Zone changes, affecting large animal owners
Feb 09, 2017 04:57PM ● Published by Briana Kelley
Residents speak about their large-animal rights at a packed council meeting on Dec. 6. (Briana Kelley/City Journals)
By Briana Kelley | email@example.com
The South Jordan City Council voted unanimously at the Dec. 6 council meeting to amend the farm animal floating zone, effectively ending a months-long debate and leaving residents on both sides feeling dissatisfied with the outcome.
Consideration of a zone amendment began when applicants Melvin and Eileen Luker requested that the city reduce the number of points assigned to large farm animals in order to legally allow someone to have two large farm animals, specifically horses, on a half-acre property. South Jordan currently allots a point value to various farm animals categorized as large, medium, small and very small.
“I think the underlying question we should have been asking is, are we OK with two horses on a half-acre,” Mayor David Alvord said. “If we would have done that, it would have been a much faster vote up or down, but we came up with a very complex ordinance. I just recommend that in the future we keep it simple.”
The new zone requirements prorate the points allowed per lot or parcel so that each one-hundredth of an acre is equivalent to six-tenths of a point for lots a half-are or larger. The city also provides a way for horse owners to have two horses on a half-acre parcel if they can meet certain conditions, including: containing animals in a dedicated 2,000-square-foot area, providing a 10-foot setback from the property line adjacent to neighboring property that does not qualify for farm animals, storing grain for animal feed in rodent-proof containers, regularly collecting animal waste and storing it at least 40 feet from the property line and providing a 144-square-foot covered structure for the animals.
“In summary of what it does, is every eligible farm animal property in the city, either by points or by exception would in theory be able to have a second horse on their property,” City Planner Jake Warner said. “What it does not do is increase or decrease the number of farm animal properties in the city. It does not change the regulations, except for the reclassification of donkeys, burros, ponies, miniature horses and alpacas. It does not affect existing, valid grandfather rights.”
Warner explained that, in order for someone to have grandfathered rights in this situation, they would have to have a property over 0.5 acre in an R-1.8, R-2.5, A-1 or A-5 zone and they would have to have kept two horses on the property since 1995 when the code last changed. All others would need to comply with the recent code changes in order to qualify for two horses. Warner estimates that there are 1,216 properties directly affected by the change.
When asked whether the new zone better meets the needs of residents, Luker responded absolutely not.
“It makes it much more difficult. It makes it much harder to comply,” Luker said. “It goes in the opposite direction of where I wanted to see it. It will discourage people from having a second horse on the property. We at least got it to where I can have two horses, but others will not be able to meet the requirements, and it makes it very difficult for those moving onto a property to comply.”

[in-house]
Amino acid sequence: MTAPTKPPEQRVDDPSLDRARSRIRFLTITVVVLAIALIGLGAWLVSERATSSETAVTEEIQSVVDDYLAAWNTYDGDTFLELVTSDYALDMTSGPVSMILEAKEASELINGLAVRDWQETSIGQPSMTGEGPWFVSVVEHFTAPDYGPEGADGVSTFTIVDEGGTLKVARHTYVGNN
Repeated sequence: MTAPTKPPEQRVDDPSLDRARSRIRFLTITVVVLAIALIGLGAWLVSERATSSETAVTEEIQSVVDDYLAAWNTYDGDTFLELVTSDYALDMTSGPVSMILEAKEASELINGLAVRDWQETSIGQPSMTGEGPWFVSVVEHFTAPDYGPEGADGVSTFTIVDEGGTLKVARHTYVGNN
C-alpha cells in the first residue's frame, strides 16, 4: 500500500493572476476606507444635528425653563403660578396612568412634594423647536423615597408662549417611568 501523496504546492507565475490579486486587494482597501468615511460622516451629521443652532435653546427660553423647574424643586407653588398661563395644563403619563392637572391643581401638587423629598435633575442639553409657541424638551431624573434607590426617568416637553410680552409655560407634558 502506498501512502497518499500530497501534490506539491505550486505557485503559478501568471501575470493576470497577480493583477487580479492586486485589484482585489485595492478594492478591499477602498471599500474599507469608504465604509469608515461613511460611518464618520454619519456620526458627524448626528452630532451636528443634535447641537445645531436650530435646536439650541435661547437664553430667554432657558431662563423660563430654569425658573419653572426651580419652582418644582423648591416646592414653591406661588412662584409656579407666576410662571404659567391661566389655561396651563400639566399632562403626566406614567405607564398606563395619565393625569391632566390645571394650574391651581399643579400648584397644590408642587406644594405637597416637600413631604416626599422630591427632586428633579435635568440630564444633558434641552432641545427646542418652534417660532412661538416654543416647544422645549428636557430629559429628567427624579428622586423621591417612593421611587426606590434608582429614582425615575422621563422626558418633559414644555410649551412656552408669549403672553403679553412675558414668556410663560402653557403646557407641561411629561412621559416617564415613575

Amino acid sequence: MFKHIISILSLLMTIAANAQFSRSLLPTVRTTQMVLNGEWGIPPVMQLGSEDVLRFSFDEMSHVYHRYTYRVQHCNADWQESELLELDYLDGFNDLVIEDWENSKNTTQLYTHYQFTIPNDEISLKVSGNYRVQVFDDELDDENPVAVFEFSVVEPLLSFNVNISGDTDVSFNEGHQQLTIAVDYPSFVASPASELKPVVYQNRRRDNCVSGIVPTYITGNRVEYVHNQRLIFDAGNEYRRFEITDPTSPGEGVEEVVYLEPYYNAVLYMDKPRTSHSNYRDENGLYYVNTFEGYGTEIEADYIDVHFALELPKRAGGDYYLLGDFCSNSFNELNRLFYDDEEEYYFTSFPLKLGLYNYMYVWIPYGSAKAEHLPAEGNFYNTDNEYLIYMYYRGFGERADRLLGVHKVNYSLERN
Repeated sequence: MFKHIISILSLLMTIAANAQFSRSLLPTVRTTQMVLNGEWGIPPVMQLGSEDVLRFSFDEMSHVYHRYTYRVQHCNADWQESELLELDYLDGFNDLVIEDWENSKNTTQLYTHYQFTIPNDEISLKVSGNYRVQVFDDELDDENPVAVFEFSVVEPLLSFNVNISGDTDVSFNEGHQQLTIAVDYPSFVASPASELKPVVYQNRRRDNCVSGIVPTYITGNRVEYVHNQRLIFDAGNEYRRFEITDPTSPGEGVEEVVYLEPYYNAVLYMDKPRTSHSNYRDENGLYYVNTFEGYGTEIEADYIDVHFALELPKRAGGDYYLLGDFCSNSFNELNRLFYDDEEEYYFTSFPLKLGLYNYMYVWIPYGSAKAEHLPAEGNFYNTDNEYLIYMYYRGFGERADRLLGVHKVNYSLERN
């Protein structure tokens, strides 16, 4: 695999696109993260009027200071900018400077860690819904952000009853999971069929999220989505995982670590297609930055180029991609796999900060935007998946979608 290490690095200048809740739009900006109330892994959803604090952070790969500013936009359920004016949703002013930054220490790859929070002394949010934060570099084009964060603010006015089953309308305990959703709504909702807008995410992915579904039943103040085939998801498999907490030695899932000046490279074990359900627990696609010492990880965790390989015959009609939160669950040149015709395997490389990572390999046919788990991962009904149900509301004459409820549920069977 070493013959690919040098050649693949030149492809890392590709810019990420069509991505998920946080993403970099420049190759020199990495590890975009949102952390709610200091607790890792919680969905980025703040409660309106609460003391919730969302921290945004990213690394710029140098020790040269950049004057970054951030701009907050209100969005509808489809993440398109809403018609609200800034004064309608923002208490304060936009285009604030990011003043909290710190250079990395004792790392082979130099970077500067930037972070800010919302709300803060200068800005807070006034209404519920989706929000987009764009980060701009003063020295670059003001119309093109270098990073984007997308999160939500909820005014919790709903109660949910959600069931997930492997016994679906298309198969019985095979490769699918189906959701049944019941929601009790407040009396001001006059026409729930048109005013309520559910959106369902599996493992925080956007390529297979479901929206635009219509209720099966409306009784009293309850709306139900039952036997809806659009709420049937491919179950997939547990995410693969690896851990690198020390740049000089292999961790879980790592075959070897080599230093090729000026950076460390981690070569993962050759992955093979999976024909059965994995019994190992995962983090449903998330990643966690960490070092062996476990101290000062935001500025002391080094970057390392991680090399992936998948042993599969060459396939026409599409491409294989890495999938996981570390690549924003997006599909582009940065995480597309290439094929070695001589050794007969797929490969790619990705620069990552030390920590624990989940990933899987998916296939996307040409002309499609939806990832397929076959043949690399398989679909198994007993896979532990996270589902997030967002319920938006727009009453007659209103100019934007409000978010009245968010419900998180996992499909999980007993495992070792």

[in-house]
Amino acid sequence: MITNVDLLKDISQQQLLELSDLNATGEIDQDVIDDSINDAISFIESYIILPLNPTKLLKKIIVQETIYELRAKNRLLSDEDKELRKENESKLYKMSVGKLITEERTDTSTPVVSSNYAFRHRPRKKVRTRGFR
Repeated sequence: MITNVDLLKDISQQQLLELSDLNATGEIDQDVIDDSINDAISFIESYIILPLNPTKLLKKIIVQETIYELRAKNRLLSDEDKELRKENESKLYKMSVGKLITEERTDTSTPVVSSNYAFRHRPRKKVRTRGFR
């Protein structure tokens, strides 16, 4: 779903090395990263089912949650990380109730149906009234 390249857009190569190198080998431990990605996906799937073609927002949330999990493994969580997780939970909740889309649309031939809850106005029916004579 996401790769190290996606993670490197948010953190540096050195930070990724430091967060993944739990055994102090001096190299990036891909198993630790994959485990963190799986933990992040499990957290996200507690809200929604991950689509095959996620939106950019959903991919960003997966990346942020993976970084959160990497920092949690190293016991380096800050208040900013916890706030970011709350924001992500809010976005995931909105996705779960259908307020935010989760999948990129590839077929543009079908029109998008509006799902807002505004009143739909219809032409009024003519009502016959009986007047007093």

Residents who opposed any change to the zone also said that the new zone fell far short of meeting the needs of the majority of residents.
“It meets the needs of a tiny fraction of the residents,” resident Mike Bellows said. “It’s hard to know who desires to have horses or who wants to buy horses. I really believe that it is really a fraction of people. It does not serve the residents who have lived here, who have put money into their property and made a huge investment and who do not want horses as neighbors.”
Opponents to the change also worry there will be no enforcement of the new requirements and that the surrounding properties will be negatively affected.
“Changing it was far worse than what it was before,” resident Pamela Sorensen said. “I would like this to be voted on so that enough citizens know about this issue. There are a lot of people like me who have no idea that this could happen to them, that horses could move onto a lot next door.”
When making their decision, council members negotiated the required area from 5,000 square feet to 2,000 square feet in an attempt to find a compromise between the rights of property owners.
“I’m weighing the right of the homeowner, of giving this an avenue for her to have another horse, but I’m also weighing the impacts of property owners, that other people have their property rights and should be able to enjoy their property as well,” Councilmember Christopher Rogers said during the meeting. “So I’m trying to find that balance.”
In their closing statements, council members stressed that they had listened to all residents and they were not biased towards or against horses. The ordinance passed 4-0; Councilmember Don Shelton was absent.
“We have to find something that makes sense for South Jordan, and the burden is on us to do that,” Councilmember Brad Marlor said. “My greatest concern is that we, the council, have to find a balance between those individuals, most of you in this room, that want to have farm horses, and I applaud having farm animals,…and the impact on the many other properties. I do have a problem with the impact. The impact has to be acknowledged, and I do believe there has to be a necessary balance.”